The section “It Is Designed for Children” is devoted to just that: word puzzles, racist toys/clothing, fables (Little Red Riding Hood, The Tar-Baby), and other such material. If these are what are “designed for children,” then their difficulties will start very early in their lives. The most affecting piece (to me, in the whole of Patter) is “Word Hunt” – putting into relief what American society will invariably tell/teach its young black citizens, no matter what their parents do to inform them otherwise.
Section four is entitled “Goooooo or Goooooo or Goooooo,” which points to semen, and also goo-goo (ga-ga) – baby talk. In these poems, Kearney addresses head-on the difficulties of in vitro fertilization, not afraid to write about having to masturbate and preserving the semen: “babies’ lives in my palm—real life / —stiffen—” Also looking at his semen under a microscope; the use of porn and the women in it and maybe using them to make a daughter; the IVF realities and losses, including trying to have sex and the potential dangers there. In short: Kearney gives us the grimy realities of pregnancy attempts. We have blood, cum, uterus-cum-bull’s-head (think how bulls respond to red/blood) – all of it is here. As he writes, “Just because I’m jerking off don’t mean I don’t want babies.”
In the final section, “In the End, They Were Born on TV,” Kearney begins with my favorite variation on “I love your body. I hate it.” in “Blues Done Red” – an endless musical repeat of the two sentences, and then the incredible breakdown on the next spread of those phrases, everywhere they go in the speaker’s mind.
The longest poem in the section, which shares its name, details Kearney and his wife’s agreement to be on reality television through her pregnancy that ultimately leads to the birth of their twins. He writes,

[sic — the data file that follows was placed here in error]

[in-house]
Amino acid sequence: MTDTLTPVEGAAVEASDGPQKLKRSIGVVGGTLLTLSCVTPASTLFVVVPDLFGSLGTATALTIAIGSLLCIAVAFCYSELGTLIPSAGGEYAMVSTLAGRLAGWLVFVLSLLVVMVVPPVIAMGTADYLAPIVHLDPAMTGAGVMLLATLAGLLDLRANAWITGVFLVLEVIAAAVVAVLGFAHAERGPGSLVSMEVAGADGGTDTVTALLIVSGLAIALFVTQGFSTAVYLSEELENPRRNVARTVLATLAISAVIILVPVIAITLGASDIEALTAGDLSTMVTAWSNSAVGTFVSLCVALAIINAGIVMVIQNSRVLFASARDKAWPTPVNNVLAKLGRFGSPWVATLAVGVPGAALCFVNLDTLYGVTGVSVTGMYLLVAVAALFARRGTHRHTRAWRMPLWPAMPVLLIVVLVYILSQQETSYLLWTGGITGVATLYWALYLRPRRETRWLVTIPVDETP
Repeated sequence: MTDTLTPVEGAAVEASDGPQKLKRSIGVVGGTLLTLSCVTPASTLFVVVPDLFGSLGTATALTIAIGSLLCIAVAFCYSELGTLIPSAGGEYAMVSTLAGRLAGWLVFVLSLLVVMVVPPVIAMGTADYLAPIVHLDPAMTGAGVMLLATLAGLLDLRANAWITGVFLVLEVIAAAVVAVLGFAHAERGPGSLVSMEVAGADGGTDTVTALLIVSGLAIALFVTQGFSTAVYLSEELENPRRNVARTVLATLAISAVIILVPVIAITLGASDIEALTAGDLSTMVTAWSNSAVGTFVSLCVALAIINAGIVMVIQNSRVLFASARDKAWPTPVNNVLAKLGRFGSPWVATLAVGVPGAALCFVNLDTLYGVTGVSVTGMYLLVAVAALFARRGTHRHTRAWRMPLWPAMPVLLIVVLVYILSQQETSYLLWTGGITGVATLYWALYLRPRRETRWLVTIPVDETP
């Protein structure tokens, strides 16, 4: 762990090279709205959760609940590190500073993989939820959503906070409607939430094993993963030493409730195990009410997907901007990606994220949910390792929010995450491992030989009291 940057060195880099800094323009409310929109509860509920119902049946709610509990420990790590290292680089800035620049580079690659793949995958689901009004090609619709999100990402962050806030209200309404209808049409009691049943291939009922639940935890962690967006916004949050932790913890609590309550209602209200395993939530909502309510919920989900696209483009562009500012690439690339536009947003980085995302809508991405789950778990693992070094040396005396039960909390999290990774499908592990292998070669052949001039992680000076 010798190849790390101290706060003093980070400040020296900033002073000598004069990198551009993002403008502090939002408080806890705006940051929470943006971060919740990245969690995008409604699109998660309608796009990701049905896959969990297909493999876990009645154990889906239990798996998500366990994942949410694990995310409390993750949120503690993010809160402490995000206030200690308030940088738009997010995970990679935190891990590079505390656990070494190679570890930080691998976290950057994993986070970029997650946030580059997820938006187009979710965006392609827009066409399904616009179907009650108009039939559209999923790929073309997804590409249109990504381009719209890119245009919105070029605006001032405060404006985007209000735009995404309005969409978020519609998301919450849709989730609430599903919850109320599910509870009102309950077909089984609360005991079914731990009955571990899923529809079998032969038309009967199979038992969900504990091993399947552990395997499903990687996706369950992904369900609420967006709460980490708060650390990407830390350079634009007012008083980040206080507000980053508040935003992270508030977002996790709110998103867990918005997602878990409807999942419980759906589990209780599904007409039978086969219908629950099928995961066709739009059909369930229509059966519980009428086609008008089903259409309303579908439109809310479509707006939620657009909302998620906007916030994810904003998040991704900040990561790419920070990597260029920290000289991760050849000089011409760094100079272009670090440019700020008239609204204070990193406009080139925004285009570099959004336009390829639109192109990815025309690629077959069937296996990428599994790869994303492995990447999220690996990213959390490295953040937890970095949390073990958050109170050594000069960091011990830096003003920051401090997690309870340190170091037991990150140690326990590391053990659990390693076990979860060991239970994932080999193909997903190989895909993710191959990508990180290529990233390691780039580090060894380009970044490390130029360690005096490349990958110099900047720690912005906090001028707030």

pregnant women in their houses on TV are haunted houses haunting a house
our living room a set set for us ghosts to tell ghost stories on us
it helps she said of the people from TV’s TV show so yes then to TV to help,
she said, the haunted houses in the living rooms we said yes to help
thousands of wailing houses
While their reason for getting involved in the show is a noble one, it culminates in multiple requests for them to talk about his wife’s miscarriage, their responses to which are consistently cut off by a dog barking, followed by another “take” – “they call them takes, again we’re robbed.”
Near the end Kearney includes one poem for each twin – a quieter piece for his son, and the amazing “I Have a Penis! Mama Has a Penis!” for his daughter, which describes her running around the playground making the title’s pronouncement. Patter ends with “New Parents” – a beautiful and terrible reckoning with having to “move on” (“pick through your blood but you won’t find / what must be done with the others”), the lost potential children’s hauntings, while being parents to the children who survived.
Overall, Patter is a book of anxiety about several things: the role Kearney is stepping into as a father and its deeply troubling history, practice, and psychological as well as societal place. Also, as a black man keenly aware of the difficulties as a marginalized member of society in the United States, knowing what lies ahead for his children. Know that I’ve glossed a great deal of Patter, but only because of word limit (which I have already far exceeded). This is a book worth reading in a single sitting, letting it take you under from the get-go. I have trouble quoting from it (hence the compulsive hyperlinking). It fights being excerpted. But this book is rich – it is a text that you can read many times over for its music, material, bravery, pointed playfulness, its social consciousness, its deep intelligence.
[For further exploration, consider checking out Kearney’s blog, in which he provides digital annotations for each page of Patter.]